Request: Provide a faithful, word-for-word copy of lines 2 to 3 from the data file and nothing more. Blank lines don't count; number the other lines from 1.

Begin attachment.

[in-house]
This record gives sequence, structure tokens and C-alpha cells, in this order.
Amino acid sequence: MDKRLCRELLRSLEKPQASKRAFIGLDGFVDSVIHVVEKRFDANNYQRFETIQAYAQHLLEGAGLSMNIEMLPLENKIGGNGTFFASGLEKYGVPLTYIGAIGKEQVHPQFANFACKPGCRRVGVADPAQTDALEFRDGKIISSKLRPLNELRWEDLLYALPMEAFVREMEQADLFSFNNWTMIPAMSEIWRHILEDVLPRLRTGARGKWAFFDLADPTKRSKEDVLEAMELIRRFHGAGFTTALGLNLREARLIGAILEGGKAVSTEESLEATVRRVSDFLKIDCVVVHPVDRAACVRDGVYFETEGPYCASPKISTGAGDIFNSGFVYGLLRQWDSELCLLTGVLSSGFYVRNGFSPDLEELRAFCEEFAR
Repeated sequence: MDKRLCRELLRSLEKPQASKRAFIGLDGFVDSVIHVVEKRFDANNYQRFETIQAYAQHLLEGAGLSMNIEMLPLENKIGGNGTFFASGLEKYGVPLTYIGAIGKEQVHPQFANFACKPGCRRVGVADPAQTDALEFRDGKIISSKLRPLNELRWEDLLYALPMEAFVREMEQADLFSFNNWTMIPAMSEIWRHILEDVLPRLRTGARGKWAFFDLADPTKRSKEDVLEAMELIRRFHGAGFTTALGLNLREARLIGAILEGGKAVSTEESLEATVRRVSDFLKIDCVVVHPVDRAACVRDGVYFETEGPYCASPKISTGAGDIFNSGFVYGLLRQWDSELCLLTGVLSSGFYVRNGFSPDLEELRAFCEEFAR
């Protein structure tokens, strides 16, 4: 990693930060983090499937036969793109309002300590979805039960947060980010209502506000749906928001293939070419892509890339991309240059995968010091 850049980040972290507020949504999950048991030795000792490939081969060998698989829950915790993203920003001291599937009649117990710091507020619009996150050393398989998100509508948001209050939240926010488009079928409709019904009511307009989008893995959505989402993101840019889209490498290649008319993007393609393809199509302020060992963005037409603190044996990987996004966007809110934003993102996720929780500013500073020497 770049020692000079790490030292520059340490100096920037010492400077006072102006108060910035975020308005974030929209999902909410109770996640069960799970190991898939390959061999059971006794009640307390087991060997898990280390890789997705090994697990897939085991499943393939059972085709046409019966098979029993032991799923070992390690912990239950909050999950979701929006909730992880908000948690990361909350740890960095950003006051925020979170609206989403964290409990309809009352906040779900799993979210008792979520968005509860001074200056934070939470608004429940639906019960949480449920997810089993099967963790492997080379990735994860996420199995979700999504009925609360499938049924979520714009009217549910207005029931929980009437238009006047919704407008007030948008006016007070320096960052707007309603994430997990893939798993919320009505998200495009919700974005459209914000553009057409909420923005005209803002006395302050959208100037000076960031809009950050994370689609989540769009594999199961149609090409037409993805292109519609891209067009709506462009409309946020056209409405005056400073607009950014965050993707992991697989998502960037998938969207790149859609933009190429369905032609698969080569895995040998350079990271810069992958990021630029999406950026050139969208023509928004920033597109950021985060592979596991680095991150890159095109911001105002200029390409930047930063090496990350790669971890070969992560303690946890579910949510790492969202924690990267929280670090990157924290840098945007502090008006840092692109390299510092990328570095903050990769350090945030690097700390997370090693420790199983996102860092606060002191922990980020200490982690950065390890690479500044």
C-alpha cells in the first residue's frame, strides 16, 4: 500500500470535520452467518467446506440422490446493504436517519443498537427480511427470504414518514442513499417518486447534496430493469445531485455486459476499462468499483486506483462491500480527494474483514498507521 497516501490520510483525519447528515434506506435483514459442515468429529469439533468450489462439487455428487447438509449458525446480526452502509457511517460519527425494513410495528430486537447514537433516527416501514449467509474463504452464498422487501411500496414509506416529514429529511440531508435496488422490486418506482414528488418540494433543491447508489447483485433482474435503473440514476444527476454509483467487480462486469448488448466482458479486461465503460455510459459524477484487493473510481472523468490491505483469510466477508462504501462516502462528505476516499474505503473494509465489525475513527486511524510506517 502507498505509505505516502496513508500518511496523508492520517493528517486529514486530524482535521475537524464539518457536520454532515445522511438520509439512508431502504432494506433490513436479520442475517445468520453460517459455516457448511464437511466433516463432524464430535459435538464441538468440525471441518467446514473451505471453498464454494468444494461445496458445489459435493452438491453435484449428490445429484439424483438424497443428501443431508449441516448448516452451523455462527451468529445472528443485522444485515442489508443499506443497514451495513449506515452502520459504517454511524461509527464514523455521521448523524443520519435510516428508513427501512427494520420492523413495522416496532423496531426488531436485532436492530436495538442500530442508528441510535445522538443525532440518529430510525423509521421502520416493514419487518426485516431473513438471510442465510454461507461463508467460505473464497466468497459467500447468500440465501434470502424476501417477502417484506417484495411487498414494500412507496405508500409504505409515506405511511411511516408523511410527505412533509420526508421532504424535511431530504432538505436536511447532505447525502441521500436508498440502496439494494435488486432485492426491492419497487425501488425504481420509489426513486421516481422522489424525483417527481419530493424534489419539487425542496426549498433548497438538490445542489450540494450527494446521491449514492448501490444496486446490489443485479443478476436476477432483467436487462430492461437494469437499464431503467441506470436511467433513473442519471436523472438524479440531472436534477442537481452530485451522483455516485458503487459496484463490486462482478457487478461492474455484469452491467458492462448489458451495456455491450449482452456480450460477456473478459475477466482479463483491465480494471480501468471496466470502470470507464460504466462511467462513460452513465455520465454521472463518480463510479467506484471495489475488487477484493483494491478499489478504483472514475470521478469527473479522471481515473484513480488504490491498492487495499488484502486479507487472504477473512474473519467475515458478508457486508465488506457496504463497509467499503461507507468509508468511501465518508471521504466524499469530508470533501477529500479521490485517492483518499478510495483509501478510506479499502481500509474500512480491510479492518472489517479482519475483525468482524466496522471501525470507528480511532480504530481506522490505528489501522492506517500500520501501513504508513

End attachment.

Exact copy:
This record gives sequence, structure tokens and C-alpha cells, in this order.
Amino acid sequence: MDKRLCRELLRSLEKPQASKRAFIGLDGFVDSVIHVVEKRFDANNYQRFETIQAYAQHLLEGAGLSMNIEMLPLENKIGGNGTFFASGLEKYGVPLTYIGAIGKEQVHPQFANFACKPGCRRVGVADPAQTDALEFRDGKIISSKLRPLNELRWEDLLYALPMEAFVREMEQADLFSFNNWTMIPAMSEIWRHILEDVLPRLRTGARGKWAFFDLADPTKRSKEDVLEAMELIRRFHGAGFTTALGLNLREARLIGAILEGGKAVSTEESLEATVRRVSDFLKIDCVVVHPVDRAACVRDGVYFETEGPYCASPKISTGAGDIFNSGFVYGLLRQWDSELCLLTGVLSSGFYVRNGFSPDLEELRAFCEEFAR